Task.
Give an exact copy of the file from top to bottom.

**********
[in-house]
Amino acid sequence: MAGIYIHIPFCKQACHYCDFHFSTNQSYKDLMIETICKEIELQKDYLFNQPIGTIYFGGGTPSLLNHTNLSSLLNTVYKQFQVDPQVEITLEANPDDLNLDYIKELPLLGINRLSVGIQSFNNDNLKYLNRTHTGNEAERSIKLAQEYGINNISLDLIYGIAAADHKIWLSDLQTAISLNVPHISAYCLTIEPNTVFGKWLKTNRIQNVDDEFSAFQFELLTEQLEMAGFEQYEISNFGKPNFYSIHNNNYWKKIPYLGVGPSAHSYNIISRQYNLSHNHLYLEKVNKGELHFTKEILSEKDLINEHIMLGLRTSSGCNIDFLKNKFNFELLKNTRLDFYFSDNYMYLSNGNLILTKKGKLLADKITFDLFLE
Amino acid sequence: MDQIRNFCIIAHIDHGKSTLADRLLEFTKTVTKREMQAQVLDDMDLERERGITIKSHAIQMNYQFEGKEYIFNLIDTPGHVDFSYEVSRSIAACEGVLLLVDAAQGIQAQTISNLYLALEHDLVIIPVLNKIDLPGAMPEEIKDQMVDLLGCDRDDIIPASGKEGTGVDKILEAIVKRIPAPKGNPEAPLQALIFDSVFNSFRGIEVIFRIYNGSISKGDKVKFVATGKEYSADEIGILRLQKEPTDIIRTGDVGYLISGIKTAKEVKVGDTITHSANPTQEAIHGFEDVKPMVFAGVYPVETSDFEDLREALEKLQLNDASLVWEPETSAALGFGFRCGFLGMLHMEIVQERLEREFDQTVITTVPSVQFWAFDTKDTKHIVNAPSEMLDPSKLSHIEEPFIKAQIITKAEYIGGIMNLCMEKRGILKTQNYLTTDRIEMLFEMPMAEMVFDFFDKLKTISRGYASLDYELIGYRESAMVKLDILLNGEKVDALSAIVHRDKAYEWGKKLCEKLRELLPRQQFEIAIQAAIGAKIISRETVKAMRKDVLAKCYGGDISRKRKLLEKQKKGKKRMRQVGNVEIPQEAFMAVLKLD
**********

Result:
[in-house]
Amino acid sequence: MAGIYIHIPFCKQACHYCDFHFSTNQSYKDLMIETICKEIELQKDYLFNQPIGTIYFGGGTPSLLNHTNLSSLLNTVYKQFQVDPQVEITLEANPDDLNLDYIKELPLLGINRLSVGIQSFNNDNLKYLNRTHTGNEAERSIKLAQEYGINNISLDLIYGIAAADHKIWLSDLQTAISLNVPHISAYCLTIEPNTVFGKWLKTNRIQNVDDEFSAFQFELLTEQLEMAGFEQYEISNFGKPNFYSIHNNNYWKKIPYLGVGPSAHSYNIISRQYNLSHNHLYLEKVNKGELHFTKEILSEKDLINEHIMLGLRTSSGCNIDFLKNKFNFELLKNTRLDFYFSDNYMYLSNGNLILTKKGKLLADKITFDLFLE
Amino acid sequence: MDQIRNFCIIAHIDHGKSTLADRLLEFTKTVTKREMQAQVLDDMDLERERGITIKSHAIQMNYQFEGKEYIFNLIDTPGHVDFSYEVSRSIAACEGVLLLVDAAQGIQAQTISNLYLALEHDLVIIPVLNKIDLPGAMPEEIKDQMVDLLGCDRDDIIPASGKEGTGVDKILEAIVKRIPAPKGNPEAPLQALIFDSVFNSFRGIEVIFRIYNGSISKGDKVKFVATGKEYSADEIGILRLQKEPTDIIRTGDVGYLISGIKTAKEVKVGDTITHSANPTQEAIHGFEDVKPMVFAGVYPVETSDFEDLREALEKLQLNDASLVWEPETSAALGFGFRCGFLGMLHMEIVQERLEREFDQTVITTVPSVQFWAFDTKDTKHIVNAPSEMLDPSKLSHIEEPFIKAQIITKAEYIGGIMNLCMEKRGILKTQNYLTTDRIEMLFEMPMAEMVFDFFDKLKTISRGYASLDYELIGYRESAMVKLDILLNGEKVDALSAIVHRDKAYEWGKKLCEKLRELLPRQQFEIAIQAAIGAKIISRETVKAMRKDVLAKCYGGDISRKRKLLEKQKKGKKRMRQVGNVEIPQEAFMAVLKLD